Breach of Constitution and contempt of Court by government

It was recently brought to my attention that four and a half years after the former Secretary to Cabinet, Mrs. Gemma Bain-Thomas instituted court proceedings against the government of Grenada, and, almost one year after the OECS Court of Appeal ruled in her favor in a stinging judgment that rebuked the sitting Governor General and the Public Service Commission that both bodies are again embroiled in another unconstitutional undertaking.

I find it appalling that while the Government is advocating to strengthen the legal system in the region and for the establishment of the CCJ, the Government itself is blatantly violating the Constitution of Grenada and refuses to adhere to the decision of the OECS Court of Appeal.

This is not to discredit the CCJ which is supported in principle.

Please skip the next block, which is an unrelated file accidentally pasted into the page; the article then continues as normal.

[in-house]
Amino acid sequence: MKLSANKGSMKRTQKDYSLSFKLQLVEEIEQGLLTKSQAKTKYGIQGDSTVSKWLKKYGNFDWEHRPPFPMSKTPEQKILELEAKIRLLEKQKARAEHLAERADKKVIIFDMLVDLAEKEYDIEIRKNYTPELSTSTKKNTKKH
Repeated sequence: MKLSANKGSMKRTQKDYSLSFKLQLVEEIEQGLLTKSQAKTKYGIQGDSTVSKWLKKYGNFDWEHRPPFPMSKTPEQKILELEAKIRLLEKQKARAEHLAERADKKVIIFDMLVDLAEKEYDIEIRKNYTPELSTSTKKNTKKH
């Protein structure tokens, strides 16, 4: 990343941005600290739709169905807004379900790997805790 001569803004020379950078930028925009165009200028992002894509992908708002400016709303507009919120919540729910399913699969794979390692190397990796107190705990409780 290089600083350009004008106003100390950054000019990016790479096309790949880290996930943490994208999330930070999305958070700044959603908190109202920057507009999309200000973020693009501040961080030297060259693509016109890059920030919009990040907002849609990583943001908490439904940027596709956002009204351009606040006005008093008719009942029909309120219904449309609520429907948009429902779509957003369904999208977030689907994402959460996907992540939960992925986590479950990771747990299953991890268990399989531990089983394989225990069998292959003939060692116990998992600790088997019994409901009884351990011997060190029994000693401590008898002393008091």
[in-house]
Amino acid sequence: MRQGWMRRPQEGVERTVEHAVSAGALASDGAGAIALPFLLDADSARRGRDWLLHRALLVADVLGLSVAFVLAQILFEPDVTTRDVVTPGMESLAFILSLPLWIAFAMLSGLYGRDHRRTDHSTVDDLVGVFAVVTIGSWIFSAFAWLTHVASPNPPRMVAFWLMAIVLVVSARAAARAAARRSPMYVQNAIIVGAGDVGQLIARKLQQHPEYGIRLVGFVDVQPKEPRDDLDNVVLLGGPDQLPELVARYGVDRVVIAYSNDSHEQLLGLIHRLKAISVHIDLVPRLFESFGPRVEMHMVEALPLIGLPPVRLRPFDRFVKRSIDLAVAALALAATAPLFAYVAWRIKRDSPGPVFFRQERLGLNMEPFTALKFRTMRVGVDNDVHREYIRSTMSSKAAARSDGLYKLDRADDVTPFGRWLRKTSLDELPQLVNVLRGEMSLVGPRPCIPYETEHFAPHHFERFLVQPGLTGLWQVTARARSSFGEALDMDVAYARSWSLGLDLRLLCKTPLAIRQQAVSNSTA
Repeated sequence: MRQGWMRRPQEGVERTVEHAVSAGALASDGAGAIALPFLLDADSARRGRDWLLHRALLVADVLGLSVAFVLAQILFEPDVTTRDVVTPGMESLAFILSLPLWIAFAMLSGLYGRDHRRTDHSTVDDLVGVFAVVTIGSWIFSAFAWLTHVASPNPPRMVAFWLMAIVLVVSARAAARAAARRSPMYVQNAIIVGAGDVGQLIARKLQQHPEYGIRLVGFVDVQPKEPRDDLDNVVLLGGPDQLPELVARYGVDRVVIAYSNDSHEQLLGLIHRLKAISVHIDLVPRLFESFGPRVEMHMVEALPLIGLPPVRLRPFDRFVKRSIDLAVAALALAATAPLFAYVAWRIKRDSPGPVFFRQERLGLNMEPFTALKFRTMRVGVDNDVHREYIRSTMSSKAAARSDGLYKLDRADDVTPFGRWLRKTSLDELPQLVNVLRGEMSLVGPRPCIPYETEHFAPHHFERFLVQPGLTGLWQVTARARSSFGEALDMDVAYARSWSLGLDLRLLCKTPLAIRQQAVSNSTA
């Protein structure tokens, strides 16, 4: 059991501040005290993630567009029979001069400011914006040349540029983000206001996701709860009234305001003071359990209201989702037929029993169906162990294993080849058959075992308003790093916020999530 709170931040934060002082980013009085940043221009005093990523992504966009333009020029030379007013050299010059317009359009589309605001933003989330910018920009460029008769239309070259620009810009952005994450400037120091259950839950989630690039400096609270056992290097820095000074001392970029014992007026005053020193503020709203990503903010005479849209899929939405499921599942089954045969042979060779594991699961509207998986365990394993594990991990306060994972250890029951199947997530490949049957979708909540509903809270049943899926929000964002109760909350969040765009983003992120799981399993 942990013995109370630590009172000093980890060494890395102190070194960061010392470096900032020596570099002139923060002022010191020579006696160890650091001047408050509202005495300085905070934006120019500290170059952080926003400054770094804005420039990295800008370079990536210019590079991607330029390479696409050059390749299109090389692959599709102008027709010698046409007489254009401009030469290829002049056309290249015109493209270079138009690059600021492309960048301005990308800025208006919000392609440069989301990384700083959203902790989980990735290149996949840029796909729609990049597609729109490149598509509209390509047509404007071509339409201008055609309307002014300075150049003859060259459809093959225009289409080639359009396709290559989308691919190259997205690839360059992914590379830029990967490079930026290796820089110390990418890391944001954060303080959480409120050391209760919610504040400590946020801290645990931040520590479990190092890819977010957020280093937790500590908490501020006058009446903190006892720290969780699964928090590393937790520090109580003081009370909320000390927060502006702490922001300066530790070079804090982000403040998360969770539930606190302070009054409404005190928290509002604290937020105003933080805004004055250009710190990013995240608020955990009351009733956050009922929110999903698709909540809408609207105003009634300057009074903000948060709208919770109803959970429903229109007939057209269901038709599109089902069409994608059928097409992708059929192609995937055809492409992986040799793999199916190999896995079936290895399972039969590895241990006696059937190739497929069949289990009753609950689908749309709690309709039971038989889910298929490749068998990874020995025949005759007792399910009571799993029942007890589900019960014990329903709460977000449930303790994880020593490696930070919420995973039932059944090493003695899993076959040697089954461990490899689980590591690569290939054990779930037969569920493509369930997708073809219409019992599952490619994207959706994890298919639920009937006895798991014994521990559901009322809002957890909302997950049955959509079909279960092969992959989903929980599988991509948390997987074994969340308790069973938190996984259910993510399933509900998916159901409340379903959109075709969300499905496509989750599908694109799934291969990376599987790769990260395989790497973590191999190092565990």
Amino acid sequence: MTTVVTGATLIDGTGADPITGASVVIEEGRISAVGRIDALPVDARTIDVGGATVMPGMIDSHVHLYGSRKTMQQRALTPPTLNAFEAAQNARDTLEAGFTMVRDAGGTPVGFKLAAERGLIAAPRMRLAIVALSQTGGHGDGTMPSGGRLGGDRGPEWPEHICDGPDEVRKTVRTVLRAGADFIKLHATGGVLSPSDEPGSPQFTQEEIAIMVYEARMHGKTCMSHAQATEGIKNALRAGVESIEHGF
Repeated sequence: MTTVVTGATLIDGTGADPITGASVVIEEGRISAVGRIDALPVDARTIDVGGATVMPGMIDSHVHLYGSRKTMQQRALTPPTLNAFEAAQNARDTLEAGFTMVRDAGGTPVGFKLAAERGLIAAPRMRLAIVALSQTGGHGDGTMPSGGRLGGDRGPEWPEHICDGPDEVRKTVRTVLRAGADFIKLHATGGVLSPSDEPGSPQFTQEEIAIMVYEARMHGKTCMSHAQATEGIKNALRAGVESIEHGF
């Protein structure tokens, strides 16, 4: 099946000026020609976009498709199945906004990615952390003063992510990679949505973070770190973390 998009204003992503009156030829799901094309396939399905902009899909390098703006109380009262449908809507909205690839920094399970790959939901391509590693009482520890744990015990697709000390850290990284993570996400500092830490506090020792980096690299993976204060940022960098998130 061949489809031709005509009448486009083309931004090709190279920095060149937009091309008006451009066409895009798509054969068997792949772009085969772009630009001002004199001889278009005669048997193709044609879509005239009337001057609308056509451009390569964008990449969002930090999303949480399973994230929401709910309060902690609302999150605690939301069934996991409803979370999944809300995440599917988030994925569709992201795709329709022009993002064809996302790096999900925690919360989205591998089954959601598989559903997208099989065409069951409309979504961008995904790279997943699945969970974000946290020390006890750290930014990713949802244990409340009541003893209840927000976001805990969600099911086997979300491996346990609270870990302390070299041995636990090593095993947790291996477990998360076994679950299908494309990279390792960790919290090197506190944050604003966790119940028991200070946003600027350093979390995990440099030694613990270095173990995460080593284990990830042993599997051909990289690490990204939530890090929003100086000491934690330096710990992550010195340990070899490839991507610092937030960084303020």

However, the administration of justice in Grenada and the region needs to be urgently addressed. It is therefore a call for the Government to put its house in order before advocating for changes in the legal system. If adherence to the decisions of the judiciary is not addressed, the advocacy for the CCJ by the Government becomes authorised hypocrisy.

With the OECS Court of Appeal having ruled in favour of Mrs. Gemma Bain-Thomas in her case against the Attorney General and the Public Service Commission, the Government should have moved speedily for a consent agreement on damages awarded for her unconstitutional removal from the Office of Secretary to the Cabinet within the twenty-eight (28) days established by the Court.

The decision of the Court of Appeal supersedes the administrative actions of Her Excellency the Governor General and the Public Service Commission and therefore a compensation package should have been finalised and a consent order obtained without delay to facilitate the expeditious payment of court awarded damages to the litigant.